Simple Tips For Restful Sleep: How Your Eating Habits And Your Evening Routine Affect Your Sleep

Sleep is critical for health and wellness. But getting good sleep can be tricky when there are many factors that influence if you’re able to fall asleep quickly, and if you stay asleep all night.


In this post, I’m going to share simple tips and resources I’ve learned that help me get a more restful night’s sleep.


What Time You Eat Could Be Affecting Your Sleep


You’ve likely heard the old adage: Don’t eat after 7pm. (Or 6pm, or some arbitrary time on the clock.) Or perhaps you’ve heard this one: Don’t eat within 3 hours of bedtime.


Both of these old wives’ tales state that eating any closer to bedtime guarantees that whatever food you eat will be stored solely as body fat.


This is incorrect.


eating dinner earlier could disrupt your sleep


While metabolism is much more complicated than what I can post here, just know that your body is not determining what to store as body fat based on time of day or proximity to bedtime.


But if you adhere to these old wives’ tales, you may be making it harder on yourself to get good sleep.


Why Eating A Later Dinner Could Help


For most people, sleep is the longest period of the day that they go without eating. When you are fasting, you experience a natural blood sugar drop.


Ideally, your body regulates your blood sugar well throughout the day and night by creating slow rises and drops – NOT huge spikes and steep drop-offs which occur when you have poor blood sugar regulation.


However, more than 1 in 3 Americans have prediabetes, which means that most people do not have good blood sugar regulation.


This means that they have higher spikes in blood glucose after meals, they take longer to clear blood glucose from their bloodstream, and they become resistant to insulin – which is one of the hallmarks of type 2 diabetes.


And so, when their blood sugar drops, it does so more like a rollercoaster dropping down the first big hill, where it falls hard and fast, rather than as a slow and steady decline.


While you are asleep, your blood sugar will rise and fall naturally as part of your circadian rhythm. But when blood sugar falls too low, cortisol is released in your body to help raise blood sugar by releasing stored glucose.


Cortisol is what helps to wake you up in the morning. Having an increase in cortisol in the middle of the night can wake you up.

graphic of why your dinner hour could impact how restful your sleep is


Put this into practice by having dinner within 3 hours of bedtime and on days when that’s not possible, have a small snack before bed.


Ideally, your snack is made up of protein and fat, and if you choose a little bit of carbs, make them fibrous, not sugar-based.

Your Evening Routine Could Be Affecting Your Sleep


When it comes to winding down for bed, Netflix, phone scrolling, and alcohol are often part of the mix. Unfortunately, none of these are truly effective at helping you wind down.


‘Winding down’ involves a multitude of physiological processes that set your brain and body up to be ready to go to sleep.


scrolling phone in bed can make it harder to fall asleep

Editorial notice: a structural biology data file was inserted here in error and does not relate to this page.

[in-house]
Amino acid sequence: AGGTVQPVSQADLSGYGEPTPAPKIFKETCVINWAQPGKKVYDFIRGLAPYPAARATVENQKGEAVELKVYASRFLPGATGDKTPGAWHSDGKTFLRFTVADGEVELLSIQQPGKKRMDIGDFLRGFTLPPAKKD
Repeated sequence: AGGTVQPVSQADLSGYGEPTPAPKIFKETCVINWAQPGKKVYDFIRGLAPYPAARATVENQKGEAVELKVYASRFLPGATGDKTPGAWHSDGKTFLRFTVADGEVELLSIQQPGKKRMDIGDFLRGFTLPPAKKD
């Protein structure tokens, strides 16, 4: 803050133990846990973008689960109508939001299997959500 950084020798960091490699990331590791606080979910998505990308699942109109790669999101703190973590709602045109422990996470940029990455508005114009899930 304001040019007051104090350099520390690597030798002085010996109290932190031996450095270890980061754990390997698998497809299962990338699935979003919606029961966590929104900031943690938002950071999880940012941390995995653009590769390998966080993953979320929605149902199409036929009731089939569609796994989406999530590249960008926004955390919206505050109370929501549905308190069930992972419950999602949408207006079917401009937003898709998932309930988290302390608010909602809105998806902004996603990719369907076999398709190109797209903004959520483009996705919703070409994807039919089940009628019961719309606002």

Of all the internal processes that occur to ready you for sleep, the one I never see highlighted enough is the necessary drop in core body temperature that helps you get to fall asleep and sty asleep.


As you prepare to fall asleep, heat is drawn away from your body’s core, allowing your body temperature to drop.


This lower temperature is critical for sleep onset and also leads to deeper sleep throughout the night.


Why A Warm Bath Or Foot Soak Could Help


The numbers of Americans struggling to fall asleep and stay asleep are rising every year. One study from Consumer Reports found 27% of respondents said they struggled with sleep most nights.


Many of those who struggle with sleep would likely tell you that their mind keeps going, or, their mind won’t let them fall asleep. And that may be true. However…


The body and mind are perpetually tethered. What’s going on in one is affecting the other and vice versa.


This is why helping your body to wind down can help your mind to wind down, too. 


One intentional action you can take to help your body wind down is by proactively warming your body, which in turn creates a steeper and more rapid decline in body temperature, and thus, increases the likelihood of sleep initiation.


Known as the ‘Warm Bath Effect’, immersion in hot water prior to, but not immediately before, the sleep period makes you fall asleep faster and sleep more deeply.


But don’t worry if you don’t have a bath tub, a foot soak can work, too.


graphic showing how a warm bath can help you get more restful sleep


Put this into practice by including a short bath or foot soak in your end-of-day routine. You can soak for as long as you like, but ten minutes is sufficient if you are too antsy to soak longer.


And for further relaxation of your muscles and your mind, add epsom salts, which contain magnesium that can help relieve achy muscles, to the bath or foot soak.


It’s understandably frustrating when you struggle with sleep. They key is to not to try so many things at once that you never actually know what is working.


And while there are an incredible amount of things you could try to help your sleep, it pays to pick just one or two things to try at any given time. So give these two simple tips a try and see if they help your sleep to become more restful.



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